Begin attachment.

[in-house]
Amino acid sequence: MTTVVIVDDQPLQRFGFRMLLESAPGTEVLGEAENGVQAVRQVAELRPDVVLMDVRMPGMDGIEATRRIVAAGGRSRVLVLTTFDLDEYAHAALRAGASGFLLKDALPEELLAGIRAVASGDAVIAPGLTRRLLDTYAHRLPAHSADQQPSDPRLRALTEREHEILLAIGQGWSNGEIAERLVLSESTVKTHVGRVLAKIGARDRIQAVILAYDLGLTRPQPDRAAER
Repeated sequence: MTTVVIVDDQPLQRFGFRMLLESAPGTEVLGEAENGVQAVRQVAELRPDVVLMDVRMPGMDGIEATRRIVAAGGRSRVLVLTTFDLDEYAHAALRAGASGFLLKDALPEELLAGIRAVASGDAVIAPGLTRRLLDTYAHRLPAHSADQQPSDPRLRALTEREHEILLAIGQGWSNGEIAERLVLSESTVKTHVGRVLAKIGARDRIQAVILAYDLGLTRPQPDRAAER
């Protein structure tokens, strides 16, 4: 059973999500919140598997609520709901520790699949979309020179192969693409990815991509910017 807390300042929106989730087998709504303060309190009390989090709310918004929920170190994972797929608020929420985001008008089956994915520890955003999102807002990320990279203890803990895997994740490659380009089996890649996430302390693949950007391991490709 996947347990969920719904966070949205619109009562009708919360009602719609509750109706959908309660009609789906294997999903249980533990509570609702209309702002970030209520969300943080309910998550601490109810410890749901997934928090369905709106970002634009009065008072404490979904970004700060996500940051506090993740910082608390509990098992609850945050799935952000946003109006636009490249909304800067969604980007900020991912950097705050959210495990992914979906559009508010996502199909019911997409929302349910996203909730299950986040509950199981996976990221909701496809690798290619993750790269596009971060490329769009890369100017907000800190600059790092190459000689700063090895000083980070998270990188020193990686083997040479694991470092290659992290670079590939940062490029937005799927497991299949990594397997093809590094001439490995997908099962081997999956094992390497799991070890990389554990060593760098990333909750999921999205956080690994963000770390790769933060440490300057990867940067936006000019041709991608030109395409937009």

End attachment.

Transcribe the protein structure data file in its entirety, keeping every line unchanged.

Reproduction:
[in-house]
Amino acid sequence: MTTVVIVDDQPLQRFGFRMLLESAPGTEVLGEAENGVQAVRQVAELRPDVVLMDVRMPGMDGIEATRRIVAAGGRSRVLVLTTFDLDEYAHAALRAGASGFLLKDALPEELLAGIRAVASGDAVIAPGLTRRLLDTYAHRLPAHSADQQPSDPRLRALTEREHEILLAIGQGWSNGEIAERLVLSESTVKTHVGRVLAKIGARDRIQAVILAYDLGLTRPQPDRAAER
Repeated sequence: MTTVVIVDDQPLQRFGFRMLLESAPGTEVLGEAENGVQAVRQVAELRPDVVLMDVRMPGMDGIEATRRIVAAGGRSRVLVLTTFDLDEYAHAALRAGASGFLLKDALPEELLAGIRAVASGDAVIAPGLTRRLLDTYAHRLPAHSADQQPSDPRLRALTEREHEILLAIGQGWSNGEIAERLVLSESTVKTHVGRVLAKIGARDRIQAVILAYDLGLTRPQPDRAAER
């Protein structure tokens, strides 16, 4: 059973999500919140598997609520709901520790699949979309020179192969693409990815991509910017 807390300042929106989730087998709504303060309190009390989090709310918004929920170190994972797929608020929420985001008008089956994915520890955003999102807002990320990279203890803990895997994740490659380009089996890649996430302390693949950007391991490709 996947347990969920719904966070949205619109009562009708919360009602719609509750109706959908309660009609789906294997999903249980533990509570609702209309702002970030209520969300943080309910998550601490109810410890749901997934928090369905709106970002634009009065008072404490979904970004700060996500940051506090993740910082608390509990098992609850945050799935952000946003109006636009490249909304800067969604980007900020991912950097705050959210495990992914979906559009508010996502199909019911997409929302349910996203909730299950986040509950199981996976990221909701496809690798290619993750790269596009971060490329769009890369100017907000800190600059790092190459000689700063090895000083980070998270990188020193990686083997040479694991470092290659992290670079590939940062490029937005799927497991299949990594397997093809590094001439490995997908099962081997999956094992390497799991070890990389554990060593760098990333909750999921999205956080690994963000770390790769933060440490300057990867940067936006000019041709991608030109395409937009």